Micah 6:8 

He has told you, O mortal, what is good; and what does the LORD require of you but to do justice, and to love kindness, and to walk humbly with your God?

I love this verse. It keeps jumping up and waving its hand in front of my face.  From a Sunday school class as a kid, to a sermon I preached in college, to a gathering I attended at Andover Newton, to the NYE 2004 event where Ken Medema sang a song based on this text, to its appearance in the lectionary . . . it pops up continually to remind me what my task is.

Tuesday, January 25, 2011

View from the Kitchen

Just testing out how quickly I can upload pictures now! Amazing!!! It took only seconds. With my dial up it would take at least 45 minutes for one picture to load, if I were lucky!!
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And a New Era is Ushered In

Just a brief moment of exultation!

We now have high speed internet, after years of dial up.  I feel like a kid in a candy store!  I have been having fun looking at videos, and photos, and am just amazed at how quickly every thing moves.  And I am so proud of myself for hooking up everything correctly without any help other than the diagrams sent with the modem.  My next project will be to make sure the wireless works correctly.

Saturday, January 22, 2011

Book #5 for 2011

Carved in Bone (Body Farm, #1)Carved in Bone by Jefferson Bass
My rating: 3 of 5 stars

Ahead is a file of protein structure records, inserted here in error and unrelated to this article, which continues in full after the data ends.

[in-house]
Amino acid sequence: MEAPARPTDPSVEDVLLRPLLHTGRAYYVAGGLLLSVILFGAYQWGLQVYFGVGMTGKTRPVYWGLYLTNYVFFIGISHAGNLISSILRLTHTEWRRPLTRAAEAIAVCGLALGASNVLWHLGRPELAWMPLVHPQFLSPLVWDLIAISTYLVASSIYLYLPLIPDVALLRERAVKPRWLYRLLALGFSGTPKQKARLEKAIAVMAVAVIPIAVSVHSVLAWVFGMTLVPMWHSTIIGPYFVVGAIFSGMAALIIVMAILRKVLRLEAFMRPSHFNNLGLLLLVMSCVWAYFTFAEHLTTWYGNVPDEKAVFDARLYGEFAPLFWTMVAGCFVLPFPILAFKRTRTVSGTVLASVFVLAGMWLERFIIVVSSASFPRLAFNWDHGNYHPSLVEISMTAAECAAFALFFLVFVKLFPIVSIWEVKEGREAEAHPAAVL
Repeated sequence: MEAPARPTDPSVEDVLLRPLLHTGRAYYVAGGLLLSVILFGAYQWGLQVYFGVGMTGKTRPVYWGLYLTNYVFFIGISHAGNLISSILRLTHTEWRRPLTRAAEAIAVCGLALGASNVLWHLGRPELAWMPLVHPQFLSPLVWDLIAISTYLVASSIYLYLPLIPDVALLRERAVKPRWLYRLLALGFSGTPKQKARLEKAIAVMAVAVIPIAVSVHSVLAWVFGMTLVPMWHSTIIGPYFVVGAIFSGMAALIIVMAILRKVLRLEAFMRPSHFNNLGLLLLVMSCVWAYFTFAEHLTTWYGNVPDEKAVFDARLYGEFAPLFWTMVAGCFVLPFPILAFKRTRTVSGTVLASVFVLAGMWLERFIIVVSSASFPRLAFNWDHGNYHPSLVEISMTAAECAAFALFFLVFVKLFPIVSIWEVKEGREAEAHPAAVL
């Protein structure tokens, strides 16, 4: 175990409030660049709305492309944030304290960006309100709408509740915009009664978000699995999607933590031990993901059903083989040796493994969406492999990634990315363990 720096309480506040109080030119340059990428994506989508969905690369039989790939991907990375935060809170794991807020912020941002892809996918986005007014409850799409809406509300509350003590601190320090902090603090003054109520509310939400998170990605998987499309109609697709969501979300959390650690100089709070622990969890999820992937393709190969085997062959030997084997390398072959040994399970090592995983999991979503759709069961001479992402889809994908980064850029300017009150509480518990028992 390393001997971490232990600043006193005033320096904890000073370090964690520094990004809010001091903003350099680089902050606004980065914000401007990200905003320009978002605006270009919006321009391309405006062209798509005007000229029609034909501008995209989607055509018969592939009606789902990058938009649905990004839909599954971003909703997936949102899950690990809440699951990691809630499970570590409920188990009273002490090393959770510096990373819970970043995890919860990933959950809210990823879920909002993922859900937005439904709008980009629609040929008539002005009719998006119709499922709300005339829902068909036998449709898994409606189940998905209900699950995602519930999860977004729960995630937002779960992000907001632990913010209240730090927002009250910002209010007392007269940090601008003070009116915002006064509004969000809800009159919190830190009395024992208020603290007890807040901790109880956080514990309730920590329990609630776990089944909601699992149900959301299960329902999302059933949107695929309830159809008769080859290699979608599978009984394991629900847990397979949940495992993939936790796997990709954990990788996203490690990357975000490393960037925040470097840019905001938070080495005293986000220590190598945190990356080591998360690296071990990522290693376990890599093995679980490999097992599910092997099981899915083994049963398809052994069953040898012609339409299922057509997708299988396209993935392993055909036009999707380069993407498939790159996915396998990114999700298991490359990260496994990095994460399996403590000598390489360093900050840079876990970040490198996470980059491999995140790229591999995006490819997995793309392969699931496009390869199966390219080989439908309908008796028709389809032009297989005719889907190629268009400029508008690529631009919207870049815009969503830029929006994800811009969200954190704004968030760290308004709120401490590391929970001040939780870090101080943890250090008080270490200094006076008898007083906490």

I downloaded this on my Kindle at the recommendation of a blog friend.  It's a new author for me,or team of authors as it's a duo who write under the pseudonym of Jefferson Bass. One author is Dr. Bill Bass who founded the Anthropology Research Facility aka the Body Farm at the University of Tennessee.  His writing partner is Jon Jefferson, who is a journalist and documentary filmmaker.  While I am not a fan of detailed gore, I do enjoy the detective work that forensic pathologists and medical examiners do.  The fictional Dr. Bill Brockton is a forensic anthropologist and professor at the University of Tennessee, home of the famous (infamous?) Body Farm. He is called in to investigate an unusual find - the perfectly preserved body of an unknown female deep inside a cave in the Tennessee hills.  He is thrust into the middle of corrupt county law enforcement and longtime family feuds.  Is Jim O'Connor as aboveboard as he seems or is he the seat of the corruption?  And what about Tom Kitchings, the Cooke County sheriff and former star UT quarterback?  I enjoyed the plot and I didn't expect the twist at the end of the book.  The actual description of the forensic work was pretty detailed; I did skim a few sections, in the way I cover my eyes when surgeons start to operate on TV, or something particularly grisly shows up on the screen.  I will look for the next book in the series.